It is not surprising, that over 2,600 years the face of Buddhism has changed. It is a very adaptive faith, which integrates into the local social and cultural fabric. Of all of the Buddhist traditions, most can be associated within three major categories (Theravada, Mahayana and Vajrayana). Common to Buddhist traditions are basic teachings of the Buddha, commonly referred to as Dharma.
Four Noble Truths
1. There is a nature of suffering (discontentment) to living.
2. There is an origin to suffering, which is self-centered craving based on ignorance of the true nature of reality.
3. There is an end of suffering.
4. The end of suffering can be achieved through transformation of personality by following the Noble Eightfold Path.
Noble Eightfold Path
The Noble Eight Fold Path consists of eight factors, which we can develop ourselves to be wiser, moral and mentally developed. This path is also called “the Middle Way,” because it avoids the two extreme religious practices of extreme sensual indulgence and extreme mortification of the body to gain liberation. This path aims to develop three aspects of our personality: morality, mental culture and wisdom. With the development of these three factors, we can liberate ourselves from unwholesome cravings and respond to the world with compassion, acceptance and bliss.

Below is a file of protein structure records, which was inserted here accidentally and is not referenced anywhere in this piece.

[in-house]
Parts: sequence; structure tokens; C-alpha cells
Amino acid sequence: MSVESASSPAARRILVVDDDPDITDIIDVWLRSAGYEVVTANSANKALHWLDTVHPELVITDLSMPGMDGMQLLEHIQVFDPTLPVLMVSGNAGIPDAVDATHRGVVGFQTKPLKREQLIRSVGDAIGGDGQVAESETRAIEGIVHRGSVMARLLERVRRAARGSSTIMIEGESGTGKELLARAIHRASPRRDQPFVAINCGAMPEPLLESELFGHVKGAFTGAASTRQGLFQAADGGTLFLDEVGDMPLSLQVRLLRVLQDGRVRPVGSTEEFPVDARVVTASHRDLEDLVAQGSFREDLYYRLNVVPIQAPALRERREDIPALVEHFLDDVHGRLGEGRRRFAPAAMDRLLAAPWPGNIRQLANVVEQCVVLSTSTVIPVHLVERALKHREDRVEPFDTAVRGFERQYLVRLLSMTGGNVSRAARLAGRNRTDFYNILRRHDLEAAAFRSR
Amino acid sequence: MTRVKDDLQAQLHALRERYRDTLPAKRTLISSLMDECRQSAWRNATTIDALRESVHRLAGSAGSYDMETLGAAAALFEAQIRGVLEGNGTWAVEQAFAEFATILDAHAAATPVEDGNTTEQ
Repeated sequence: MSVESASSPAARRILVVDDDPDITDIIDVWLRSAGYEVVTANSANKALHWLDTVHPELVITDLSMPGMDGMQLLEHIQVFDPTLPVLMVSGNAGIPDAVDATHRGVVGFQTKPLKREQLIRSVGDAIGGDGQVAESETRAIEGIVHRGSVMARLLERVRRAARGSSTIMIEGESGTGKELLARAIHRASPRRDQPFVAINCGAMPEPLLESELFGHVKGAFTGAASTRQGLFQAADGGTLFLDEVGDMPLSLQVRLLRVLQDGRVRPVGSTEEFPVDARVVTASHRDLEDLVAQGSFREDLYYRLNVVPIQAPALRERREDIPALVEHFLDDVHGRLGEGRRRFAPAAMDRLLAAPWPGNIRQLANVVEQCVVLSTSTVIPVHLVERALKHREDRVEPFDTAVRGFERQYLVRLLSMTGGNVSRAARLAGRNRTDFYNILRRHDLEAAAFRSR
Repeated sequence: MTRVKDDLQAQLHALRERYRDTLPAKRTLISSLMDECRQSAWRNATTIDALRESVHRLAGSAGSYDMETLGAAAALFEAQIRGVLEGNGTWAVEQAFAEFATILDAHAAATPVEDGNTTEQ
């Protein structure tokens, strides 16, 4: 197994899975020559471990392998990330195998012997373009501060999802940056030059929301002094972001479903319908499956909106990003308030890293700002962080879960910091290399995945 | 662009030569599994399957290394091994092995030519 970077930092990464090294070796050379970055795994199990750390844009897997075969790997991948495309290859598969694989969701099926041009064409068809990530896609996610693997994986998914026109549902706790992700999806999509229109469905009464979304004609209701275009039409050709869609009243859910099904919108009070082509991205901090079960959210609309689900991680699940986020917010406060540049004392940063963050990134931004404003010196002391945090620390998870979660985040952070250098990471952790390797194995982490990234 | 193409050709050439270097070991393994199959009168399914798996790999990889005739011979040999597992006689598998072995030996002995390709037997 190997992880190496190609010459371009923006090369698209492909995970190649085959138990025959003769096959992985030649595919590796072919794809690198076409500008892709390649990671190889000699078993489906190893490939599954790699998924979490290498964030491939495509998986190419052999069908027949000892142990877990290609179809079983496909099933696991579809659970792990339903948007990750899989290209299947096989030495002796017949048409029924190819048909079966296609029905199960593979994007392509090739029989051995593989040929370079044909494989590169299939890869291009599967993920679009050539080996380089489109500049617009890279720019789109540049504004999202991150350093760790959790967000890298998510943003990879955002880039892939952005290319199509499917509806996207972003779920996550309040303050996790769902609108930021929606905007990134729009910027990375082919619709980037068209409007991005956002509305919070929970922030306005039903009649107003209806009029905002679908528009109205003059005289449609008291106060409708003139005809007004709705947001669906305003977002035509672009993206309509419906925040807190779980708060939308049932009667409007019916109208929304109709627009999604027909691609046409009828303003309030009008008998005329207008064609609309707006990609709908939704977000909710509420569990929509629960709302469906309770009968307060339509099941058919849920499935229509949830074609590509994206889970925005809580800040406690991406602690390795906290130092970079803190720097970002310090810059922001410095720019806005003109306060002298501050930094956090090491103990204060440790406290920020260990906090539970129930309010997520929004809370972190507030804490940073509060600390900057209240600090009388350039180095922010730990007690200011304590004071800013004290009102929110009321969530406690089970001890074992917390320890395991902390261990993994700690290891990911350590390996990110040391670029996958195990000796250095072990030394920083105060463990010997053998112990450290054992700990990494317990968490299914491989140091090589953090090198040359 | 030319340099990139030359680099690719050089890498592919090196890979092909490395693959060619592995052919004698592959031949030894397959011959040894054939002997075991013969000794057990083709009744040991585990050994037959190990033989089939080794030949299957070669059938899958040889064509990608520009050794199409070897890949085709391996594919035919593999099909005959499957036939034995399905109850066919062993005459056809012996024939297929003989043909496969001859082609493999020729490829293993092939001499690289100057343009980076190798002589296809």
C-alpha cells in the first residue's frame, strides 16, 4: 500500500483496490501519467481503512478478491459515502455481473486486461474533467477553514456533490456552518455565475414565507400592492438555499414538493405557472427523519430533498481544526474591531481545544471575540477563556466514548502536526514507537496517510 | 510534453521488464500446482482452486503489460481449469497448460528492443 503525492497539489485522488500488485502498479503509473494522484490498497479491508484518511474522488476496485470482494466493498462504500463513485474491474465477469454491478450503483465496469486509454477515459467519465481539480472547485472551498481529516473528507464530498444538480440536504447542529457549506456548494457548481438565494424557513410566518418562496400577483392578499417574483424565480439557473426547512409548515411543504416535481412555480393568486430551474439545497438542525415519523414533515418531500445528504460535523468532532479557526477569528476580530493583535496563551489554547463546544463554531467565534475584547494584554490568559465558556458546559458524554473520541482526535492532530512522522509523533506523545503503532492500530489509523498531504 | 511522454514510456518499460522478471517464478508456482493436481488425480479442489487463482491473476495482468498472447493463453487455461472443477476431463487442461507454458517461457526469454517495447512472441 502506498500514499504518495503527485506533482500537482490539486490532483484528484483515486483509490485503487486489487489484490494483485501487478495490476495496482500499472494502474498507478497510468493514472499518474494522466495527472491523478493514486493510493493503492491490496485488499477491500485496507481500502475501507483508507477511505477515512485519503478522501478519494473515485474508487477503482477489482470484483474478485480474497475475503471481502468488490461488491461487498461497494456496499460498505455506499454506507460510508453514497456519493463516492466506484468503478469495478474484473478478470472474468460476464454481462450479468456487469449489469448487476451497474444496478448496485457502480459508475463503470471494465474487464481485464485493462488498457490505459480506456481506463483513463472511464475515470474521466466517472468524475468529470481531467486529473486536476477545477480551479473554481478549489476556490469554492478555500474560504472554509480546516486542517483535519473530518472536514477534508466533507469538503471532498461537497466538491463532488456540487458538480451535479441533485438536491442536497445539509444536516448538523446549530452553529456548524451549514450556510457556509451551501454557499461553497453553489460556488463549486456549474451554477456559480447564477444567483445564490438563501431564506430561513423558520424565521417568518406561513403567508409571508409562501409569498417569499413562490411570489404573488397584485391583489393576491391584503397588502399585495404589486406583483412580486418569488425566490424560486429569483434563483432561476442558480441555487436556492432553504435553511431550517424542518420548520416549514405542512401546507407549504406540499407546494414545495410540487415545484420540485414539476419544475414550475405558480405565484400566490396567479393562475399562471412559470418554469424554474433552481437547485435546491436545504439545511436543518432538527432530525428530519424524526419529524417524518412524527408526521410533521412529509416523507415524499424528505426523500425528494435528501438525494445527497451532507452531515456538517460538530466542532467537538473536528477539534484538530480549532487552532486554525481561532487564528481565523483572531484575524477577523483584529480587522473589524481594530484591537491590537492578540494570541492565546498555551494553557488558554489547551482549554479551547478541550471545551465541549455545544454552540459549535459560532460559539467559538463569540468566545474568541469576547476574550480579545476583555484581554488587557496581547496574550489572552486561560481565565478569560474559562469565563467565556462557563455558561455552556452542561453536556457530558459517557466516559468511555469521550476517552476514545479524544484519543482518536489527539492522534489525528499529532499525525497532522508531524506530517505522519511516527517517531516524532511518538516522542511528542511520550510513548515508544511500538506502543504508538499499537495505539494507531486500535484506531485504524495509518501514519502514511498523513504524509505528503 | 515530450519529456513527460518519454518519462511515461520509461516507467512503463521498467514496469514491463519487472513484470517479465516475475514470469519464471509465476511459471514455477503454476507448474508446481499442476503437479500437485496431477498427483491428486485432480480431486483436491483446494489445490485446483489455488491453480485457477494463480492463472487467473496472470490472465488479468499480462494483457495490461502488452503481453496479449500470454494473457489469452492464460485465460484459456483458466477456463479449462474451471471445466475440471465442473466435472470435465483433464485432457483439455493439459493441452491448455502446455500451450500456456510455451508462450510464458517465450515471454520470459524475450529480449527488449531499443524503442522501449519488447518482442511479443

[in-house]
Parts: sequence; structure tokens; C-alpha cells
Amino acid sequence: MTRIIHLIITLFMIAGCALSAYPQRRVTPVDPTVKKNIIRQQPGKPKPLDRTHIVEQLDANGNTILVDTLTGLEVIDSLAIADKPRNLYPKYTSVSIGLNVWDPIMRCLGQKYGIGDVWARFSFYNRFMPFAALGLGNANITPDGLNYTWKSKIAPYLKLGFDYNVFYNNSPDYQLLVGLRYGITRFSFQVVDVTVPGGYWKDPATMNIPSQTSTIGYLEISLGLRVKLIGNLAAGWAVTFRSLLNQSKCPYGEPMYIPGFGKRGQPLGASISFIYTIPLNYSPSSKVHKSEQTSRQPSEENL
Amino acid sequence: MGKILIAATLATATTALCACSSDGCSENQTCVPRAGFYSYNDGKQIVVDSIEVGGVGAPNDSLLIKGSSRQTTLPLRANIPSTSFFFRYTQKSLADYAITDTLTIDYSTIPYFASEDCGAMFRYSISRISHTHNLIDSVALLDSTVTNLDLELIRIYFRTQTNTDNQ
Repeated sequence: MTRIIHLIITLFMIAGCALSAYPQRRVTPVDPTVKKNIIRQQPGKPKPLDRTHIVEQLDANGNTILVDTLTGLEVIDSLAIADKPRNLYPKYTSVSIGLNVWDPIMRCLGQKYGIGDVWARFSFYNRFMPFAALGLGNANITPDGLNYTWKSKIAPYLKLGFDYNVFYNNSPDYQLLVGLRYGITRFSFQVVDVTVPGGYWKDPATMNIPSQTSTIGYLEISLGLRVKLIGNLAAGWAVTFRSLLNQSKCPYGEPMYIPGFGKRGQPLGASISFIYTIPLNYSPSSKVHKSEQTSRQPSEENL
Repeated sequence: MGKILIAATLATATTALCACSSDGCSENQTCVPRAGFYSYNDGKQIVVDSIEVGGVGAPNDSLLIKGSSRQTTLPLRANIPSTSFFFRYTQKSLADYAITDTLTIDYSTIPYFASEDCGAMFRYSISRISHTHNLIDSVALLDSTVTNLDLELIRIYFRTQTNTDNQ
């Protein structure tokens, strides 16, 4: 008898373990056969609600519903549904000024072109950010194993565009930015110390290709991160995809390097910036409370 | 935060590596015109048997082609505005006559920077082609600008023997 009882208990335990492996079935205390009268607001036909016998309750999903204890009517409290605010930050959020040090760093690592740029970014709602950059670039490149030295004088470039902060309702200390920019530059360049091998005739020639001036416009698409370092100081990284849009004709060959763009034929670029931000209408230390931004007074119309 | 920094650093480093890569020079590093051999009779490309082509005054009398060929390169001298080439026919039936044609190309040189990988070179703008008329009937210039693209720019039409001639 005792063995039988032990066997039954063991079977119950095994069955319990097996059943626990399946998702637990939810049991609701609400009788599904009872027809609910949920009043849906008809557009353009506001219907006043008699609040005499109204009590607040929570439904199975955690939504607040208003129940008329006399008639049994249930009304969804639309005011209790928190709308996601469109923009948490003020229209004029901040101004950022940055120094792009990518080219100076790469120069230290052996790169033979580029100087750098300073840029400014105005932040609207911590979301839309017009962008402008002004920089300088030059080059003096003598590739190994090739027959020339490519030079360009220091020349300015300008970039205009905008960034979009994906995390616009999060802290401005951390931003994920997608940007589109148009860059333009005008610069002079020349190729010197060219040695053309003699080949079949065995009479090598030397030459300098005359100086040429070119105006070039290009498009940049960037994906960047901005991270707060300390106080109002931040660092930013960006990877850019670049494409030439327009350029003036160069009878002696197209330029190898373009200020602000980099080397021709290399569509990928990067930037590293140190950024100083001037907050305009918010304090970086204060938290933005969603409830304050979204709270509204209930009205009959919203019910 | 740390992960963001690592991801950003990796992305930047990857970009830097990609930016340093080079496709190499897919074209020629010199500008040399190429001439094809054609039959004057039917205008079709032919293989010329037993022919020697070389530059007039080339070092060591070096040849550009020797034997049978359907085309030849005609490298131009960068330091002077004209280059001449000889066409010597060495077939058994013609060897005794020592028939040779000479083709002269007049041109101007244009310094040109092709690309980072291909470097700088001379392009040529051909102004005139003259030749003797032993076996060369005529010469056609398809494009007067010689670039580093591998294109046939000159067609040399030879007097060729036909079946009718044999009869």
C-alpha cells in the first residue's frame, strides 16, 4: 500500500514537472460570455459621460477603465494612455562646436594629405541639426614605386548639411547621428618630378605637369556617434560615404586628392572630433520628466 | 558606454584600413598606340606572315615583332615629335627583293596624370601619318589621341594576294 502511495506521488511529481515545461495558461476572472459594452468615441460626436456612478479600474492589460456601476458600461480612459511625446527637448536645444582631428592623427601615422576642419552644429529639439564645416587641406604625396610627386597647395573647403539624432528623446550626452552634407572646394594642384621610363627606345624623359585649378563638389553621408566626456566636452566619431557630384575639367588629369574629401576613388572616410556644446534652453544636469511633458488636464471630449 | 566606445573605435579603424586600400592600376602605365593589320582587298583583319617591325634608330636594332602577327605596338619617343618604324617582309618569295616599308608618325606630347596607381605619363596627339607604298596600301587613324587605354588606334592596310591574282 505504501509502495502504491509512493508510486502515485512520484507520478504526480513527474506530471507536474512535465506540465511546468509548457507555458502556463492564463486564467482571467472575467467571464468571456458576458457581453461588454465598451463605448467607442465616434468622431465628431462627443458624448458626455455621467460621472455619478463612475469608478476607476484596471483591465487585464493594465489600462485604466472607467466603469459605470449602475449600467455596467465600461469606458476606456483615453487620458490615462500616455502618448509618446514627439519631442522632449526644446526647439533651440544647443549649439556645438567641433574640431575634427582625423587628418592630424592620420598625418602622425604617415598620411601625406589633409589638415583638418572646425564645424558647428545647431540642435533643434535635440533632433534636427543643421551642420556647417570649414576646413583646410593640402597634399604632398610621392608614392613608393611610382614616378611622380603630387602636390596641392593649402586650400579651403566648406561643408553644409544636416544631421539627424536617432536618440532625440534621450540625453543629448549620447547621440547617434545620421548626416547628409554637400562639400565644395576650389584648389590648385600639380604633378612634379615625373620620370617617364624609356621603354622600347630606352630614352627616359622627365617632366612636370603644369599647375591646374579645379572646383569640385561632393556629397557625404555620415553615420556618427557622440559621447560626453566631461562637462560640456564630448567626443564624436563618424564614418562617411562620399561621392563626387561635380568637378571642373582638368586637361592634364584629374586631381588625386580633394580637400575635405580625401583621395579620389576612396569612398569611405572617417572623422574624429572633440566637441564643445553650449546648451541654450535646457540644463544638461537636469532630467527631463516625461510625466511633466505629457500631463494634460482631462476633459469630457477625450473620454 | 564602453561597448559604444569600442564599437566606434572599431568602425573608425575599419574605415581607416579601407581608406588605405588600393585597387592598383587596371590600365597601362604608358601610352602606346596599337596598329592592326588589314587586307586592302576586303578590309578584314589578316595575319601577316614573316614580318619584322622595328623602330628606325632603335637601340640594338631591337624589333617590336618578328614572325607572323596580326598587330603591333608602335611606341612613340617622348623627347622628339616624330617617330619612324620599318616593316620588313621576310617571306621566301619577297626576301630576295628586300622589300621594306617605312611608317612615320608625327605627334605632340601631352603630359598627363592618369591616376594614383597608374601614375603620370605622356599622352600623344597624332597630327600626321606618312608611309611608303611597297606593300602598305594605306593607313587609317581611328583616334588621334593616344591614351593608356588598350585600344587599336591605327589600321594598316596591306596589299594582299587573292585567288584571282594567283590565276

Right View: Understanding how suffering arises in the human mind and the possibility of overcoming it.
Right Intention: Developing the intentions of non-violence, letting go and compassion, which reduce suffering of oneself and others
Right Speech: Cultivating truthful, peaceful, kind and meaningful speech Right Action: Cultivating harmless, honest and faithful behaviors by refraining from killing, stealing and sexual misconduct.
Right Livelihood: Following a righteous career that does not harm other living beings.
Right Effort: Constantly attempting to maintain good thoughts and habits Right Mindfulness: Developing awareness of our body, feelings, the
Right Concentration: Developing the ability of concentration of our mind and the settling of the mind into peace and tranquility.